Hmm . . . sorry for ranting on your page. Obviously I feel a little strongly on this one. Maybe that can be a future blog post for me! So thanks for the idea, Megan. You’re the bomb.

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    • Rant away, please! This is a rant-friendly place! Heaven knows I do enough of it on my own. 😉

      I can see how that would be frustrating. It’s difficult when you’re ‘in the industry’ to just read a book for pleasure and then go and tell everyone what you thought of it–because people are going to think it’s some sort of professional review, not just own your own two cents. I’ve also had people hit me up on Twitter out of nowhere and ask me to review their book. I try to just be kind and give them a few (actual review) sites where they might try their luck. I think this gets compounded by the fact that I’m a fairly active blogger who hosts book tours–though I don’t actually review!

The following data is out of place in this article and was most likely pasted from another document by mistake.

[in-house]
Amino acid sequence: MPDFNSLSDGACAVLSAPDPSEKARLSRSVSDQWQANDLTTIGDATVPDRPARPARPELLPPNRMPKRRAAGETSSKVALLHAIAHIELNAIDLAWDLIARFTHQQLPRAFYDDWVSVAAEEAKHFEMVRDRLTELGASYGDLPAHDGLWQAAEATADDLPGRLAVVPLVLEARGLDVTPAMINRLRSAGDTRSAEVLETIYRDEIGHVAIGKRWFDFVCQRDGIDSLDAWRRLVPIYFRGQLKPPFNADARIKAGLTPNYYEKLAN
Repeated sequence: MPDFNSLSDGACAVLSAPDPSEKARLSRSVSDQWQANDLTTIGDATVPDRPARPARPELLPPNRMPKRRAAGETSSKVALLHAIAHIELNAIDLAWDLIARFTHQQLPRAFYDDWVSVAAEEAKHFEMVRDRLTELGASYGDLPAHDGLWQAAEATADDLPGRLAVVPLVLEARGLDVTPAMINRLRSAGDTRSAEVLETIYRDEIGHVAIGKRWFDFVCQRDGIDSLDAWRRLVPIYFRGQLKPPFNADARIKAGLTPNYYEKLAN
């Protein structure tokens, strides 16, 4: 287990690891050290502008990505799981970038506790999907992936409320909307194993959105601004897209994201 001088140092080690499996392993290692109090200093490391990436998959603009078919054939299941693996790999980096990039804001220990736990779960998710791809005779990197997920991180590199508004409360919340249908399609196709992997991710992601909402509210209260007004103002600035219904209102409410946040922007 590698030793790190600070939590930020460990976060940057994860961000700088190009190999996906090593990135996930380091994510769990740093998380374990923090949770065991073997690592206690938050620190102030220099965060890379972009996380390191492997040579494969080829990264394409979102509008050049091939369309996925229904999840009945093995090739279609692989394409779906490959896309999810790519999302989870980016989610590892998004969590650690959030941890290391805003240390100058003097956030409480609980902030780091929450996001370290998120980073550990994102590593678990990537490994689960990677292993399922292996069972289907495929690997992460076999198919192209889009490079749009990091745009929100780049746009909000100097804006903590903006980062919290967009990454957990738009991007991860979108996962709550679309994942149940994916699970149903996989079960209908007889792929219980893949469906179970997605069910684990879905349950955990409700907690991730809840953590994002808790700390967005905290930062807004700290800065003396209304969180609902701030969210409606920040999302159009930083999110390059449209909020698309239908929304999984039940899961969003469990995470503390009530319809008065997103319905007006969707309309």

You should totally make a blog post about it. Glad I could give you some ideas! 😀

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      • I think part of the frustration is also that the people who ask are strangers. I have never thought anything of it when a friend (or friendly acquaintance) asks, because we already have a relationship. But I think my response to the strangers from this point is going to be feigned ignorance, saying, “Oh, I’ll be happy to do that. Please send me your manuscript and I’ll begin once the Paypal payment clears, according to the terms on my website in my ‘pricing’ section for beta/evaluations.” I’m willing to bet that will sort out quite a few.

        Liked by 1 person

  3. Really enjoyed this series, I haven’t written a book yet but I hope to have these problems soon because I have your witty retorts at the ready now.